This is a guide to what you shouldn’t do, and what could lead to expulsion. You can read the full list of offences in section B2 of the Student Code of Conduct. Remember that:
• The list of offences isn’t exhaustive - if you act in any way that could harm the University community you may have action taken against you.
• These are only examples and every case is different. Things which are normally serious may not be always treated as serious misconduct or if something that is normally minor has had a serious impact it could be treated as serious. Eg. a punch is likely to be serious misconduct but a gentle shove, while still classed as violence, is much less likely to be serious.
• Something that is misconduct might become serious if it happens more than once.
The University wants everyone to feel safe on campus and does not tolerate any form of intimidation, bullying or harassment. Using offensive, threatening or bullying language to staff or other students, or anyone on campus is misconduct. This includes what you say on social media or in other online interactions.
If you are violent, or threaten someone with violence this is serious misconduct and you could be expelled.
Any abusive behaviour can have a serious impact on others. Incidents are handled on a case-by-case basis and potential impact will be considered. Any incident which is perceived by the victim, or any other person, as being motivated by prejudice or hate based on one of the following will normally be treated as serious misconduct:
• gender or gender identity
• pregnancy or maternity
• religion or belief (including islamophobia, or anti-Semitism, using the international definition of anti-Semitism as adopted by the UK government)
• sexual orientation
If you are found using illegal drugs in Halls, or anywhere on campus, action will be taken against you. If you do it again you could be made to move out of Halls.
If you are found selling drugs in Halls, or anywhere else on campus, you will normally have to move out of Halls and could well be expelled from the University.
If you do something that could have risked the safety and wellbeing of students this is misconduct. This includes breaches of the terms and conditions of your Halls contract. Examples of this are:
• Covering up the smoke detector in your room;
• Activating fire alarms unnecessarily;
• Not evacuating when the fire alarm sounds;
• Storing flammable materials (eg. candles) in your room.
This can cover a range of behaviour which is not acceptable in the University community. If you do any of the following without consent, it is classed as misconduct:
• Engaging in a sexual act;
• Touching inappropriately;
• Showing sexual organs to another person;
• Sharing sexually explicit images;
• Repeatedly following another person;
• Making unwanted remarks of a sexual nature.
Any of these will normally be serious misconduct and could lead to expulsion. However, some offences will be much more serious than others (eg. forcefully kissing someone on the lips is likely to be regarded as a serious disciplinary offence whereas lightly kissing someone on the back of a hand is likely to be regarded as a less serious). For more serious cases (eg. in cases of alleged rape) the University would advise it is reported to the Police.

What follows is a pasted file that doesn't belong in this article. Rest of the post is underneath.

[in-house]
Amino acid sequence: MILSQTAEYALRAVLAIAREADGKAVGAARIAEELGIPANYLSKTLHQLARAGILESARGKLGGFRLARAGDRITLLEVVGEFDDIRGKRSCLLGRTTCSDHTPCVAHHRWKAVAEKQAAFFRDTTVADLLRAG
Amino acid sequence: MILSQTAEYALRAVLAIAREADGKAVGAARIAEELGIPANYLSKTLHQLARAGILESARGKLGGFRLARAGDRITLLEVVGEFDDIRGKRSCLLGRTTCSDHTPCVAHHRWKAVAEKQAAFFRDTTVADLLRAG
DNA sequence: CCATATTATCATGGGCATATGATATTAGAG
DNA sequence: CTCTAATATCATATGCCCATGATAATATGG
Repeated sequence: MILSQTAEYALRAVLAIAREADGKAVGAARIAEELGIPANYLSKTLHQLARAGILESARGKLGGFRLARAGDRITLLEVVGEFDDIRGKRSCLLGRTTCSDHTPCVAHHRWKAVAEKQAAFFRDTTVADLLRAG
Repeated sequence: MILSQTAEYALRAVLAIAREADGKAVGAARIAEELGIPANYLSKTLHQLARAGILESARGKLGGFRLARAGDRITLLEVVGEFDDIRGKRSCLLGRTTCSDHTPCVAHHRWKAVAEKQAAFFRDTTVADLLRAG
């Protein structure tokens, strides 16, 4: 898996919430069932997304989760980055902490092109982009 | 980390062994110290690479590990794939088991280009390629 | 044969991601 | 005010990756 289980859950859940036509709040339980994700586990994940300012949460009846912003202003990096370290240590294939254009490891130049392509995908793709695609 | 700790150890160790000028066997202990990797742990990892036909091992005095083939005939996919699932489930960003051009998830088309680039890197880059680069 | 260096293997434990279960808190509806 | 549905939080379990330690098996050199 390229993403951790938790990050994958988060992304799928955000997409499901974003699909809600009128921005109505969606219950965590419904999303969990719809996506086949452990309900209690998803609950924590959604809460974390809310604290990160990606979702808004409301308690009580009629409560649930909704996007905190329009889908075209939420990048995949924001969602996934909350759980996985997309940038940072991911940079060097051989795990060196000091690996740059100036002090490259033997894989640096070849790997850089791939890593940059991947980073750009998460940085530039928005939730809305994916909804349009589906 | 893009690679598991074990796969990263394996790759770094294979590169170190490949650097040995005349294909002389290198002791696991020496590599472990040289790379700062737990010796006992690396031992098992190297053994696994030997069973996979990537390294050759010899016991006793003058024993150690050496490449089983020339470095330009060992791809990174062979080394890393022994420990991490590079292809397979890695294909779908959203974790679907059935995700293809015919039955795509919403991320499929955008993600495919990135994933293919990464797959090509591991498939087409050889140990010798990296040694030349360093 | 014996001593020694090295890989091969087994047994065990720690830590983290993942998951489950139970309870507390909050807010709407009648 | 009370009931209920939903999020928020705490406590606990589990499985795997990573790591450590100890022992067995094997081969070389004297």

Behaviour that damages the University’s relationship with local residents or external groups is misconduct. Examples of this are:
• Holding large noisy parties;
• Inconsiderate parking;
• Dropping litter.
Noise and litter can have a serious impact on your neighbours, regardless of whether or not they are students. If you are causing a noise nuisance the council can issue a noise abatement notice. If you get one of these the University will also take action against you. For serious or repeated issues this could be serious misconduct.
If you behave in any way that could seriously harm the reputation of the University you risk being expelled.
You should treat the property of other students, and University property, with respect at all times. If you damage or misuse property this could be misconduct – regardless of whether it was intentional or not. If you take someone’s property without their permission this is serious misconduct and could lead to expulsion, as well as potential police involvement.
Any kind of deception of dishonesty can be serious misconduct. An example of this could be submitting fake evidence with an Exceptional Factors claim – this could lead to you being expelled.
If you make false claims about another student or a member of staff this is also misconduct.
If you breach any of the following this will be treated as misconduct:
• Terms and Conditions of Residence for halls of residence
• Library Rules and Regulations
• Student Regulations for the Use of University Computing Facilities
You also need to remember that:
• If a member of staff asks you to show your ID card you need to do this;
• You can’t record any conversations without the permission of everyone present;
Students are expected to tell the University immediately if they are charged with, or convicted of, a serious criminal offence. You should tell the University via firstname.lastname@example.org
Any disclosure is treated as highly confidential. If you commit any criminal offence that is relevant to the University this could be serious misconduct. Although the University won’t normally take action while a criminal process is ongoing you could also be sanctioned by the University after the criminal justice process has finished. If you are sent to prison, your registration with the University will automatically be cancelled with no right of appeal.
If you would like further information or have any questions about the information on these pages, you can contact the Student Case Management Team at email@example.com or by calling the team on 0161 247 1095